Rauma is a city on the southwest coast of Finland. Its historic city centre, Vanha Rauma in the local language, was declared a UNESCO World Heritage Site in 1991. It is one of the largest and best conserved examples of Finnish traditional architecture and mediaeval urbanism, and provides an important account of the panorama in northern Europe. This project has sought to explore its outstanding urban, architectural and cultural features, but also the transformation processes over time, which the city has chosen to integrate while maintaining its essential characteristics. In this context, traditional constructive techniques and materials, structure and composition of dwellings, and their evolution over time were analysed, as were the conservation strategies being used in this complex, which is one of the most interesting aspects of the case study.
Watch video content
River Canal - Pappilankatu-kunninkaankat
Explore interactive 3D models
Learn more about Old Rauma, Finland
Explore technical drawings and animations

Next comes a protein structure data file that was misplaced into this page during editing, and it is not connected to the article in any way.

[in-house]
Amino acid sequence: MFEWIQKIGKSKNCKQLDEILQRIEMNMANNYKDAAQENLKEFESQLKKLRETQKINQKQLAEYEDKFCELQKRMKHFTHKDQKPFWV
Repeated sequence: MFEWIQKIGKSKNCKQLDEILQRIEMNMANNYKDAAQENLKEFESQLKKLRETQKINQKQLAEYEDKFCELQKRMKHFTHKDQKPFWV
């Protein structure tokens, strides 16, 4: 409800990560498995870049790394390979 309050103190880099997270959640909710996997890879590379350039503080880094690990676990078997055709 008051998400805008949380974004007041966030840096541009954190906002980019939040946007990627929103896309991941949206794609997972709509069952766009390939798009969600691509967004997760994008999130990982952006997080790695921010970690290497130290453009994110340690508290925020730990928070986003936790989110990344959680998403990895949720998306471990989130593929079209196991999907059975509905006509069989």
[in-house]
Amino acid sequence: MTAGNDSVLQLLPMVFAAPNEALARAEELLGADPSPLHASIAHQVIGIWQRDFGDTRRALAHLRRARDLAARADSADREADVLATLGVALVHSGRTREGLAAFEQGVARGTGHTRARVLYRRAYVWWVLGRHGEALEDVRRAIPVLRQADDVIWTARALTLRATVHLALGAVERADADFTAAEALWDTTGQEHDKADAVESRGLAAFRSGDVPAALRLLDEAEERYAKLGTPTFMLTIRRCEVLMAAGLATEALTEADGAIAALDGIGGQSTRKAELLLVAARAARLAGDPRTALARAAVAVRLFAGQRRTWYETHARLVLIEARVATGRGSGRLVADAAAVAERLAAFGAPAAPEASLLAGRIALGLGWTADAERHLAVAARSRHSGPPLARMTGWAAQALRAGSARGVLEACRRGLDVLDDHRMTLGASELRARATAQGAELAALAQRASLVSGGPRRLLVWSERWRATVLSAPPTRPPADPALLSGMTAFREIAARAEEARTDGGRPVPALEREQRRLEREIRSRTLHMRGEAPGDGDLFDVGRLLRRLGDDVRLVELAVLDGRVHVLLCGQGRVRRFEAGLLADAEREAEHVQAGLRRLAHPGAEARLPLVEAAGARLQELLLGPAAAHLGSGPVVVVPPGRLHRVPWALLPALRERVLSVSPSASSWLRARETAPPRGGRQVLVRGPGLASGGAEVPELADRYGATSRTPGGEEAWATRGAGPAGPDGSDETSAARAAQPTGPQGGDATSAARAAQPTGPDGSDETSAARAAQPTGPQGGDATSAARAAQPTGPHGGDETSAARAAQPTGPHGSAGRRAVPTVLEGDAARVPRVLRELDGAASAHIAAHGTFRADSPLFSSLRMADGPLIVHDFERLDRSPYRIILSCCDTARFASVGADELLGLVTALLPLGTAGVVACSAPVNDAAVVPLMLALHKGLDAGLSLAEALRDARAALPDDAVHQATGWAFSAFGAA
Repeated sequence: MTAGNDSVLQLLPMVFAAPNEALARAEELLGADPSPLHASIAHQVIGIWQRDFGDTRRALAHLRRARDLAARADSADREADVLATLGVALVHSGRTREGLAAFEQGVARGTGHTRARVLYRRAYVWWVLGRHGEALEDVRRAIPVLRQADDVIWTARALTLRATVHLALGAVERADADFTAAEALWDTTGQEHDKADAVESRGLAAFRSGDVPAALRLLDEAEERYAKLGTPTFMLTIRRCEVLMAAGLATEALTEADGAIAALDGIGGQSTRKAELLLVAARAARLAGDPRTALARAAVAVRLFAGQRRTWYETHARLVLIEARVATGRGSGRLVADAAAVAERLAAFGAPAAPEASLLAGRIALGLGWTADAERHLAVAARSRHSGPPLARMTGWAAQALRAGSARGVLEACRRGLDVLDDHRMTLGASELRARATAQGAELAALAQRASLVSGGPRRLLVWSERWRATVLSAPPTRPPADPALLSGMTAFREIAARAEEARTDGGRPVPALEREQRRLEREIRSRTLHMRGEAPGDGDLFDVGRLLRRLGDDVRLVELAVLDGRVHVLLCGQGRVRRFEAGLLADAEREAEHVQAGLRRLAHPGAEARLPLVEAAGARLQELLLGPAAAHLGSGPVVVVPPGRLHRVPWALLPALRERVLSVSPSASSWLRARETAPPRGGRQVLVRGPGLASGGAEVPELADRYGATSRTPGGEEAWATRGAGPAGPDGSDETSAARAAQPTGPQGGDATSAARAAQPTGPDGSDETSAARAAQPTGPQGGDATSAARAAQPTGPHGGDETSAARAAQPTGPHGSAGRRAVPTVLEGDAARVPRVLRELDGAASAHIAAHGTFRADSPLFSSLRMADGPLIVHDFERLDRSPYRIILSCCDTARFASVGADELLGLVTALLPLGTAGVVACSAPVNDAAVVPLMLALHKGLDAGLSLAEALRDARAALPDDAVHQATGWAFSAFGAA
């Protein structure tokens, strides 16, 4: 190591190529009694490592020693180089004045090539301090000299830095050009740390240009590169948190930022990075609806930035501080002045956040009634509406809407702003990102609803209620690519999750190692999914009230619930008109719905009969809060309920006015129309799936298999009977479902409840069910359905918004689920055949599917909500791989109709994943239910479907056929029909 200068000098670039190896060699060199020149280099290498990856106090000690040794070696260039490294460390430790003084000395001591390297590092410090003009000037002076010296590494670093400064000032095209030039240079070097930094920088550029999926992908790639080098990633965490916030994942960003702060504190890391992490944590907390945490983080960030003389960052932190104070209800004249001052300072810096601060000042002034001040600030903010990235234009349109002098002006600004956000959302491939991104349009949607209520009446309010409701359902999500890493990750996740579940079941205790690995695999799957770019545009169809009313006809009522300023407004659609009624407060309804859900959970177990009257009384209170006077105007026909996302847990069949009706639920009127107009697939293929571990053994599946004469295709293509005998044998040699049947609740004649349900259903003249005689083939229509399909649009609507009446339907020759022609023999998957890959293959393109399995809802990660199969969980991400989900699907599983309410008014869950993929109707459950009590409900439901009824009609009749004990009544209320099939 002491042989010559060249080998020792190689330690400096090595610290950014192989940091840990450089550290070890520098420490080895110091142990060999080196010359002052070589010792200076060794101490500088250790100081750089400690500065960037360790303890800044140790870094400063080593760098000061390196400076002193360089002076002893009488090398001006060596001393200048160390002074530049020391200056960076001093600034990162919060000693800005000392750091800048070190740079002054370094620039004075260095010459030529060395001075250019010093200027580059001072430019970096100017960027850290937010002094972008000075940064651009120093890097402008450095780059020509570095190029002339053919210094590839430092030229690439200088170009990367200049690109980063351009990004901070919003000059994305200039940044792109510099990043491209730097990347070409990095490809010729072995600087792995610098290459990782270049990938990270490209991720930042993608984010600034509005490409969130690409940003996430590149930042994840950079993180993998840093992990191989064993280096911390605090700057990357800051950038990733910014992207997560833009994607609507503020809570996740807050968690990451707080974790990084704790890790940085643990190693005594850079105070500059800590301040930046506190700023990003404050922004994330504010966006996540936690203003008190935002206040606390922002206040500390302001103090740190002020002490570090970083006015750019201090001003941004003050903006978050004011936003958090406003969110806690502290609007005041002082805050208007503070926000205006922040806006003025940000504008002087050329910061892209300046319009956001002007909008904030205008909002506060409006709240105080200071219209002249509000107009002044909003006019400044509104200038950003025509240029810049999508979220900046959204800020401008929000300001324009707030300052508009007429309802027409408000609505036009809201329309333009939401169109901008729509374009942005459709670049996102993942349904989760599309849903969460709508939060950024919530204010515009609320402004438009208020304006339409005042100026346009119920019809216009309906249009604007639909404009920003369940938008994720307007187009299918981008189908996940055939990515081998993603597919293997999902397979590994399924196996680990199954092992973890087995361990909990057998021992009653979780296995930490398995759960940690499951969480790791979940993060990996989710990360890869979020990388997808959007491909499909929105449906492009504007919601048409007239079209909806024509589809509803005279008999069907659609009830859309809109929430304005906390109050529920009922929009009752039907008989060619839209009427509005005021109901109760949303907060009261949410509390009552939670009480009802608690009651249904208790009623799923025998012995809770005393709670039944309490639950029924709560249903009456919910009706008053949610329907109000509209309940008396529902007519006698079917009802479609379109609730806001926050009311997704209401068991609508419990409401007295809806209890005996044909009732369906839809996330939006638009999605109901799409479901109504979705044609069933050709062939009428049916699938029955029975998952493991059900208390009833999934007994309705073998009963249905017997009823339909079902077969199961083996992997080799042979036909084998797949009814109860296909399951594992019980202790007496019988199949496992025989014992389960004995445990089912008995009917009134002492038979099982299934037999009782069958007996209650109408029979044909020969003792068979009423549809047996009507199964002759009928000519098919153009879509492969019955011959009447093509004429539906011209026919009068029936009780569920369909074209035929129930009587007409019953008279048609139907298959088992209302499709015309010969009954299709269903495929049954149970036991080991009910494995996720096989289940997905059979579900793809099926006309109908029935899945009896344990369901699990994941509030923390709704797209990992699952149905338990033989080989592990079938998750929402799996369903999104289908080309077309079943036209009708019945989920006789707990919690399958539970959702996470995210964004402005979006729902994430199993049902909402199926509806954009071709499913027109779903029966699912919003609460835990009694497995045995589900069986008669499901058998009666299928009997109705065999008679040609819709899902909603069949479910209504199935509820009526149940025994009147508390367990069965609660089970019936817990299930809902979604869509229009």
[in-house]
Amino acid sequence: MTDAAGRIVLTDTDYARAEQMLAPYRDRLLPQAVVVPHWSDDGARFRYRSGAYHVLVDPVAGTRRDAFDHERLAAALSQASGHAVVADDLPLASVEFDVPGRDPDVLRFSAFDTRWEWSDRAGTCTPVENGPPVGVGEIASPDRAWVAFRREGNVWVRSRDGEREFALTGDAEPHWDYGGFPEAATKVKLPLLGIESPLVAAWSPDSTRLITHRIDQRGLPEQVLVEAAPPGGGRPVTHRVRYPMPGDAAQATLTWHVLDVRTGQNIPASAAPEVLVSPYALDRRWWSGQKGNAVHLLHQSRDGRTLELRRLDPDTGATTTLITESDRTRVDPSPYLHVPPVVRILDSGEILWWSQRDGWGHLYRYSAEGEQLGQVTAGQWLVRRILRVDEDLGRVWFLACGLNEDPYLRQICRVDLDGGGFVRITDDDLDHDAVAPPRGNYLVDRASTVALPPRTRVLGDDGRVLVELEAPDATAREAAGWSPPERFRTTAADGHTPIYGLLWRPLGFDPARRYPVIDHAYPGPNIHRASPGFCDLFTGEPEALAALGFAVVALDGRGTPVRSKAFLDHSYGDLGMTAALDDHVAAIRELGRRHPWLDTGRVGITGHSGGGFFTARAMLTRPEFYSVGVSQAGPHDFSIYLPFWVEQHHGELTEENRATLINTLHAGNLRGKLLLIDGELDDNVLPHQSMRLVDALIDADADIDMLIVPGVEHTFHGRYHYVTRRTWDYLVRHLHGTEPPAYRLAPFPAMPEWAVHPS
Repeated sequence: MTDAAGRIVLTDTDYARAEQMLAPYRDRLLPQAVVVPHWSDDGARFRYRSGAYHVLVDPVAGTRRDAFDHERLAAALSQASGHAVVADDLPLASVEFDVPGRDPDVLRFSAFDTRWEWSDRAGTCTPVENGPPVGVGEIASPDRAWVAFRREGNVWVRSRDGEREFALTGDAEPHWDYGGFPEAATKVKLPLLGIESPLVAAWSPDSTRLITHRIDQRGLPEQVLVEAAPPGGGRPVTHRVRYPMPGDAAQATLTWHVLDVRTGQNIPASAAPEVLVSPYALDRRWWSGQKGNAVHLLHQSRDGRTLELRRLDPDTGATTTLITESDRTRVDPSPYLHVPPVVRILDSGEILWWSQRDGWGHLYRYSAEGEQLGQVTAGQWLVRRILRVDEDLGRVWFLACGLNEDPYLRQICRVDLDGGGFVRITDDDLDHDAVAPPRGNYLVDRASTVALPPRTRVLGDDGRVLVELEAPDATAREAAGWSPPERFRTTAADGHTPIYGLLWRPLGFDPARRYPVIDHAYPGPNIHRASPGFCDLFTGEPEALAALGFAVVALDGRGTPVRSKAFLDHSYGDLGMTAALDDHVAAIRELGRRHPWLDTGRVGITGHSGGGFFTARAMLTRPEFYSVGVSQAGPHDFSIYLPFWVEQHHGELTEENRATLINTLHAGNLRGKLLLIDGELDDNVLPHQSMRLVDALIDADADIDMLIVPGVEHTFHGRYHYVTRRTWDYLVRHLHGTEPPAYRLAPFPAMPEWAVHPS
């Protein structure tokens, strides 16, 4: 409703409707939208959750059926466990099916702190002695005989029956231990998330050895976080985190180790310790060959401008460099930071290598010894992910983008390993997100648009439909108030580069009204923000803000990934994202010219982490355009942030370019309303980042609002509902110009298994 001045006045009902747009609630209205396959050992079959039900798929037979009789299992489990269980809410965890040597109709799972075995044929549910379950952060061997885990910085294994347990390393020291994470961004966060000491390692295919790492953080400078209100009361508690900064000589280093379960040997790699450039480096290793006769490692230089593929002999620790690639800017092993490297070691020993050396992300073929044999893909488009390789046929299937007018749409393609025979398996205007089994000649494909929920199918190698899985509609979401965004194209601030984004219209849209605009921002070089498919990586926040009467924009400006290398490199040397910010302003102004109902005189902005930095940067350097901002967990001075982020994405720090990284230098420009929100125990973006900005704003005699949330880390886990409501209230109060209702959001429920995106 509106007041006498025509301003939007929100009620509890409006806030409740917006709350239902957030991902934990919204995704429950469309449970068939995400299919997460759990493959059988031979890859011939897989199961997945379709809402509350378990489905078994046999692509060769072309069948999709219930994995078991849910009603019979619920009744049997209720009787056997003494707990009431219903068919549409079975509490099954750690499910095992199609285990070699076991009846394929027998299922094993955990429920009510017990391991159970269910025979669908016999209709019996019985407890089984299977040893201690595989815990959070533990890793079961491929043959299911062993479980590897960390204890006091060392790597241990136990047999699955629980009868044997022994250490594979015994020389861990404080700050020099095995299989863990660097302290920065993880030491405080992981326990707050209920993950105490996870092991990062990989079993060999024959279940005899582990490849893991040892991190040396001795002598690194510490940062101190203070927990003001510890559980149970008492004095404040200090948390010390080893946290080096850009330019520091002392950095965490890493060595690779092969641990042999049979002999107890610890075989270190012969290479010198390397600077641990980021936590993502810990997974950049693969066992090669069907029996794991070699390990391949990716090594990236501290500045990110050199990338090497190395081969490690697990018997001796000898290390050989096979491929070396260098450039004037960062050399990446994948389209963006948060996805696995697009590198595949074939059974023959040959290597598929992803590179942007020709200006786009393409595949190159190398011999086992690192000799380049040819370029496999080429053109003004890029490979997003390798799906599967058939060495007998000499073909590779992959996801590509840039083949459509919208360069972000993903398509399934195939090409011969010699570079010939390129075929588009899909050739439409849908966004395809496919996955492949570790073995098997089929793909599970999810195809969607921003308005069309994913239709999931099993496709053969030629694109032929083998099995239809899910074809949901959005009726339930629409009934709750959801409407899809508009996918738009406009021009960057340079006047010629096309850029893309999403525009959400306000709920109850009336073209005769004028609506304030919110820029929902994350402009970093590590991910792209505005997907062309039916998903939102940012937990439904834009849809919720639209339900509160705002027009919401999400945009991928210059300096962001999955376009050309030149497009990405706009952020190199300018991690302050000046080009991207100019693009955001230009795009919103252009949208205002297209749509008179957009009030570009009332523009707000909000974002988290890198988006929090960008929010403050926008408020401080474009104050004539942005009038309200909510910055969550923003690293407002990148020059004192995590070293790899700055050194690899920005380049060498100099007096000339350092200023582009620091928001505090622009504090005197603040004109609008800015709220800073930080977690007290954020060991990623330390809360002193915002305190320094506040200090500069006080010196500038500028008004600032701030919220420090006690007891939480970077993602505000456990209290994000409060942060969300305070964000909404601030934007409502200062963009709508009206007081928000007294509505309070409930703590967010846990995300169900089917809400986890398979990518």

The original settlement around which the city of Rauma expanded was built on the slopes of Raumanmeri before the 15th century (Jämsä, 2012). In the years that followed, the town grew taking advantage of navigable waters and canals, between the church of the Holy Trinity, the sea, and the river-canal and on 17 April 1442 it was awarded the full privileges of city (Salo, Sundelin, 2015). At that point, Old Rauma was already developing around the Fishmarket Square (Kalatori), Market Street (Kauppakatu), and three of the streets which cross it. The town continued to grow towards the sea throughout the 17th century. Following a fire in the church of the Holy Trinity in 1640, the centre of the city was moved east, around Market Square (Kauppatori). At the same time a second longitudinal axis, King’s Street (Kunninkaankatu) was also built, and fences began to be used to define the limits of the settlement and to organize tax collection. This was also to limit growth: the delimited area is more or less an exact match to the current perimeter of the protected historic city centre, which at that point was full of blocks (Salo, Sundelin, 2015). The city was not greatly modified in the centuries that followed, despite being subjected to cycles of abandonment, repopulation, and growth. Different urban planning proposals were drawn up, especially aimed at regularizing the urban fabric and preventing fires, although in the end none of these were carried out completely. In the second half of the 19th century the city grew towards the sea following its economic development and population growth (Koivula et al., 1992). Various urban planning proposals were made throughout the 20th century. Among these it is worth highlighting those from the 1960s-70s, which would have drastically changed the appearance of the city, adding modern blocks and destroying almost all the historic dwellings, leaving only part of the historic and traditional constructions, those considered to be the most characteristic and important. A stop was put to this plan thanks to the determined opposition of residents and changes in attitude towards traditional architecture which were emerging in northern Europe at that point (Koivula et al., 1992). Thus, a new plan was drawn up in 1981, conserving the historic city centre, and finally, in 1991, Old Rauma was declared World Heritage Site by Unesco (Raitio, Tammi, 2018).